Self-Running Droplet: Emergence of Regular Motion from Nonequilibrium Noise
Original entry: Tony Orth, APPHY 226, Spring 2009
Yutaka Sumino, Nobuyuki Magome, Tsutomu Hamada, and Kenichi Yoshikawa, PRL 94, 068301 (2005) 
"Spontaneous motion of an oil droplet driven by nonequilibrium chemical conditions is reported. It is shown that the droplet undergoes regular rhythmic motion under appropriately designed boundary conditions, whereas it exhibits random motion in an isotropic environment. This study is a novel manifestation on the direct energy transformation of chemical energy into regular spatial motion under isothermal conditions. A simple mathematical equation including noise reproduces the essential feature of the transition from irregularity into periodic regular motion. Our results will inspire the theoretical study on the mechanism of molecular motors in living matter, working under signiﬁcant inﬂuence of thermal ﬂuctuation."
Surface Tension Effects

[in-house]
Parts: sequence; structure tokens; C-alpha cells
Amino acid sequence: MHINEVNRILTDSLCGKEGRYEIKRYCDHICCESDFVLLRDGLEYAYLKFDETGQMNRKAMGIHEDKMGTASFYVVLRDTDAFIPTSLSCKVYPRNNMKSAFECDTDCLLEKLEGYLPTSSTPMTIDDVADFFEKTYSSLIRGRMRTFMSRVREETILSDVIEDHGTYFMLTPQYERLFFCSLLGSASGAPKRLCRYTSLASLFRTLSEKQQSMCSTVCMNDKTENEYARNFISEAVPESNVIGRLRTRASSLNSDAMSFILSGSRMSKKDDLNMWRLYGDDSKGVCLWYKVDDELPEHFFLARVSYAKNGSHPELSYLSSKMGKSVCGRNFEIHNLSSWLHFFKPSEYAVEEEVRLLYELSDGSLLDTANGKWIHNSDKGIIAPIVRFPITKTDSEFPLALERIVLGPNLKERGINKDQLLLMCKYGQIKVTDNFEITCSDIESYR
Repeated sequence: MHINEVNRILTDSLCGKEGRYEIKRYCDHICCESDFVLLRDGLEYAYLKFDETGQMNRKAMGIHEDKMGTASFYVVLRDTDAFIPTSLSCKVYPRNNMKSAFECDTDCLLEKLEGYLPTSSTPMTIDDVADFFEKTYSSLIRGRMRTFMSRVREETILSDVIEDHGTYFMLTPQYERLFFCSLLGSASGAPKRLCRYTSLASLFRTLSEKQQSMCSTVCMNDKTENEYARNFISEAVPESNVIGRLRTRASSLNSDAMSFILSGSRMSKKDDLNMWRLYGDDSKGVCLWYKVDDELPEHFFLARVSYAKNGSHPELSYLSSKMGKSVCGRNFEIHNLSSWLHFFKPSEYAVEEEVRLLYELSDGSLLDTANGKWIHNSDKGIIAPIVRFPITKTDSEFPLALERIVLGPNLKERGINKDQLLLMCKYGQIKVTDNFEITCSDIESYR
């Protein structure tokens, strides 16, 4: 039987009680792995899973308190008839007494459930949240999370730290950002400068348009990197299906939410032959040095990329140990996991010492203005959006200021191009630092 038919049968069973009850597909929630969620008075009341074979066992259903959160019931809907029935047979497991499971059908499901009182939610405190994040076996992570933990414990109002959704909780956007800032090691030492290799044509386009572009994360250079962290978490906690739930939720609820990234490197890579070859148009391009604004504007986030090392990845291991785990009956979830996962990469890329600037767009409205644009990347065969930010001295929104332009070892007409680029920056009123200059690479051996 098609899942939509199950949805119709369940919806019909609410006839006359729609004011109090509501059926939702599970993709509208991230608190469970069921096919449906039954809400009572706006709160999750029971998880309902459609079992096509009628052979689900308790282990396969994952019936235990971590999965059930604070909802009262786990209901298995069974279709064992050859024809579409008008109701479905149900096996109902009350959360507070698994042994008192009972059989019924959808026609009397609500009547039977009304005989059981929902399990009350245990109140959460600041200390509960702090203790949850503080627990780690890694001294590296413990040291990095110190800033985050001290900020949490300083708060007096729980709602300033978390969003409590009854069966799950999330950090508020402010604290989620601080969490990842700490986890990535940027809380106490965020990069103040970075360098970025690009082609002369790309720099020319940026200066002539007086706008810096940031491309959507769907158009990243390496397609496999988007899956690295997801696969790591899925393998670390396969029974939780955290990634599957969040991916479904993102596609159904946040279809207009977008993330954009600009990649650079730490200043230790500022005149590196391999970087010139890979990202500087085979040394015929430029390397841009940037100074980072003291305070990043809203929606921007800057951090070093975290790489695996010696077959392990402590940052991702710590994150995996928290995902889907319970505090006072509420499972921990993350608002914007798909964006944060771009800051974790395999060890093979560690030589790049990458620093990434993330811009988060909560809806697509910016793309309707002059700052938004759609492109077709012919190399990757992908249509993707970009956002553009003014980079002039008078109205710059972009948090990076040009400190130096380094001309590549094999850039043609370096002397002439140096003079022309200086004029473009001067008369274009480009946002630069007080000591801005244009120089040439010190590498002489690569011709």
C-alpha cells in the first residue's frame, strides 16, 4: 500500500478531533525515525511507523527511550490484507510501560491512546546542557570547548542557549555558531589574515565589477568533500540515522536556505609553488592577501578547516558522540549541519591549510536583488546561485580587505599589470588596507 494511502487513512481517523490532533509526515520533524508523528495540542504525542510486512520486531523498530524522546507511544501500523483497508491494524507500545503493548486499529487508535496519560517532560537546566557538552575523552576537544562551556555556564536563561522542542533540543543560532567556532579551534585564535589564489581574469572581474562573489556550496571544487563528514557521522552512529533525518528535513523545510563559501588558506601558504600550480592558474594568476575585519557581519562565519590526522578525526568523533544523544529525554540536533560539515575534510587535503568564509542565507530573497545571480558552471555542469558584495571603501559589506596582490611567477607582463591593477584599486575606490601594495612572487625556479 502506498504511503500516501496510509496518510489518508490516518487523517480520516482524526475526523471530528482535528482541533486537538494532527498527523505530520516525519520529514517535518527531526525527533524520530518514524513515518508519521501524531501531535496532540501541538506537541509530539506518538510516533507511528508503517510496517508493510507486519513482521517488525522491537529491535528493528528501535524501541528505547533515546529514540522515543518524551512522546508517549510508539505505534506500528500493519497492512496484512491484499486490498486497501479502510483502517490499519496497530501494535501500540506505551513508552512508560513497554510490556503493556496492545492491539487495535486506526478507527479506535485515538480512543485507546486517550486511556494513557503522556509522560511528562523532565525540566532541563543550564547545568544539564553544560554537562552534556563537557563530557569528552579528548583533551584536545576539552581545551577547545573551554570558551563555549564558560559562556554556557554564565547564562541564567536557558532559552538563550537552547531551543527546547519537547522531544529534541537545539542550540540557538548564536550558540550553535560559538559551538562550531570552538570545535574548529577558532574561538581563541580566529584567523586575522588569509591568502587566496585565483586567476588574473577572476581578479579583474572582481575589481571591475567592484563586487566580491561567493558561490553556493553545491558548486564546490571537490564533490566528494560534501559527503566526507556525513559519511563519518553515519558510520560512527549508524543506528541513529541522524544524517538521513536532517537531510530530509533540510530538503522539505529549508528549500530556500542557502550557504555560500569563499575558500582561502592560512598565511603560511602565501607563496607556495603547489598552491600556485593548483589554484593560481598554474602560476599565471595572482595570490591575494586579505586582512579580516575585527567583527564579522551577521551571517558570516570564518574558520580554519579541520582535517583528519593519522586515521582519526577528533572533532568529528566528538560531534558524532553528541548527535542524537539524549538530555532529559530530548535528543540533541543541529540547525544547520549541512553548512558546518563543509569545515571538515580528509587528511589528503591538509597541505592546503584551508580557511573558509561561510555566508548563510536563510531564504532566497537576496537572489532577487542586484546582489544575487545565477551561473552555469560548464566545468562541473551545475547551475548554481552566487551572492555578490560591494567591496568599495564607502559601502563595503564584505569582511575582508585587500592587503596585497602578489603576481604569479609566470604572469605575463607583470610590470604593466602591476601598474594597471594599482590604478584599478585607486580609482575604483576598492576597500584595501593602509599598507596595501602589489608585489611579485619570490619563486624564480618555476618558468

Marangoni effects are concerned with the spontaneous change in a system which has a surface tension gradient associated with it. The surface tension gradient is usually due to temperature or chemical gradients. Here, the authors construct a system which has a chemical gradient leading to a spontaneous directed movement of a drop. This regular movement of the drop is also interesting because it is stable in nature and results in a periodic movement of the drop across a surface. The experiment consists of depositing an oil drop onto a glass slide, coated with Stearyl Trimethyl Ammonium ions (STA+) which renders the surface hydrophobic. The oil drop itself contains <math>I_3^-</math> ions which apparently encourage absorption of the STA+ into the drop. When the symmetry of the drops neighbourhood is broken, the drop will move towards the area of the glass slide with less STA+ coating. Once the drop moves in this direction, it is carried to a boundary of this low surface tension area. However, once its momentum carries it into an area of relatively high STA+ concentration, this excess STA+ is simply absorbed by the <math>I_3^-</math> ions in the drop. Thus, the drop is subjected to a directed motion. However, if the drop is free to move on an unconstrained geometry, the trajectory of the drop is seen to wander, though not with the same irregularity as one might expect from a purely random walk. Indeed, this walk is directed. Interestingly, when the authors constrained the geometry, periodic motion was observed. When the drop is placed on a strip of coated glass, the drop is prevented from running off the sides and so the directed propulsion is readily corrected, causing the drop to run back-and-forth to each side of the drop. Eventually, after the <math>I_3^-</math> ions in the drop are saturated with STA+, the drop motion ceases. It is also crucial that the STA+ ions are reabsorbed by the glass towards the rear of the drop where there is a smaller STA+ concentration. The authors simply state this mechanism, but don't delve into the physical process behind this. In any case this allows for the periodic motion by replenishing the chemical needed for the surface tension gradient, making it possible for the drop to cross its own path. Without this mechanism, the drop could not travel over an area it had already traversed. It may be interesting to consider the fully coupled chemical, interfacial energy along with viscous damping which defines the whole system to predict how long this drop might remain in motion for and to fully construct the energy pathway used for locomotion.